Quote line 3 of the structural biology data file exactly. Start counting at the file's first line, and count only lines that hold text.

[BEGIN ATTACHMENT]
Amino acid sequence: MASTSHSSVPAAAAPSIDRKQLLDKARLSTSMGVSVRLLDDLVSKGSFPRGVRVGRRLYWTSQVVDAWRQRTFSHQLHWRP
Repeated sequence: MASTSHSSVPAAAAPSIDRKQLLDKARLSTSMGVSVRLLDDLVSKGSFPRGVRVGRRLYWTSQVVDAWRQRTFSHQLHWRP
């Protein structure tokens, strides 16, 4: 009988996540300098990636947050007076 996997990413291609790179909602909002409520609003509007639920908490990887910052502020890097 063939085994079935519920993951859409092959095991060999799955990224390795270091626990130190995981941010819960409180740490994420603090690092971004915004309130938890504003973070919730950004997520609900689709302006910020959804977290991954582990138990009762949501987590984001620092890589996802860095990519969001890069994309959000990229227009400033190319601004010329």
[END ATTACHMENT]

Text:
């Protein structure tokens, strides 16, 4: 009988996540300098990636947050007076 996997990413291609790179909602909002409520609003509007639920908490990887910052502020890097 063939085994079935519920993951859409092959095991060999799955990224390795270091626990130190995981941010819960409180740490994420603090690092971004915004309130938890504003973070919730950004997520609900689709302006910020959804977290991954582990138990009762949501987590984001620092890589996802860095990519969001890069994309959000990229227009400033190319601004010329």